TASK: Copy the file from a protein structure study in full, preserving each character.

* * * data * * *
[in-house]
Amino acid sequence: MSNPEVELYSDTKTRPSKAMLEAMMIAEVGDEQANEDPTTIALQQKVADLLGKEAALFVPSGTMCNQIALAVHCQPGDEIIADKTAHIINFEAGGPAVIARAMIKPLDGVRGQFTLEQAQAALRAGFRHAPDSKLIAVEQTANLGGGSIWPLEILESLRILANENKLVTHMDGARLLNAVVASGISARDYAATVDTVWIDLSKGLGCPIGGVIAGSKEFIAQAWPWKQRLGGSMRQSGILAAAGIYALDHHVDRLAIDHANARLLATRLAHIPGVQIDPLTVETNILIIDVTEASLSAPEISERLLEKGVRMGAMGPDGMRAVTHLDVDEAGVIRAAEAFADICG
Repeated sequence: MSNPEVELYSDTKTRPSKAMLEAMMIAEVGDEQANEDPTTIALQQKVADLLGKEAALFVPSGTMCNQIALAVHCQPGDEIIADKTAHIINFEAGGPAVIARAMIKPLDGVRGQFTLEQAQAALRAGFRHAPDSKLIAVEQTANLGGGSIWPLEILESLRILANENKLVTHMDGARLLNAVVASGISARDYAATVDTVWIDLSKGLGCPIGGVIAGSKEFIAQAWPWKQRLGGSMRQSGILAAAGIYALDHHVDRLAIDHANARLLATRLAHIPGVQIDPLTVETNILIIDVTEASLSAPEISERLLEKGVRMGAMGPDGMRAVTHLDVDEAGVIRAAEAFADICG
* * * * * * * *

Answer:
[in-house]
Amino acid sequence: MSNPEVELYSDTKTRPSKAMLEAMMIAEVGDEQANEDPTTIALQQKVADLLGKEAALFVPSGTMCNQIALAVHCQPGDEIIADKTAHIINFEAGGPAVIARAMIKPLDGVRGQFTLEQAQAALRAGFRHAPDSKLIAVEQTANLGGGSIWPLEILESLRILANENKLVTHMDGARLLNAVVASGISARDYAATVDTVWIDLSKGLGCPIGGVIAGSKEFIAQAWPWKQRLGGSMRQSGILAAAGIYALDHHVDRLAIDHANARLLATRLAHIPGVQIDPLTVETNILIIDVTEASLSAPEISERLLEKGVRMGAMGPDGMRAVTHLDVDEAGVIRAAEAFADICG
Repeated sequence: MSNPEVELYSDTKTRPSKAMLEAMMIAEVGDEQANEDPTTIALQQKVADLLGKEAALFVPSGTMCNQIALAVHCQPGDEIIADKTAHIINFEAGGPAVIARAMIKPLDGVRGQFTLEQAQAALRAGFRHAPDSKLIAVEQTANLGGGSIWPLEILESLRILANENKLVTHMDGARLLNAVVASGISARDYAATVDTVWIDLSKGLGCPIGGVIAGSKEFIAQAWPWKQRLGGSMRQSGILAAAGIYALDHHVDRLAIDHANARLLATRLAHIPGVQIDPLTVETNILIIDVTEASLSAPEISERLLEKGVRMGAMGPDGMRAVTHLDVDEAGVIRAAEAFADICG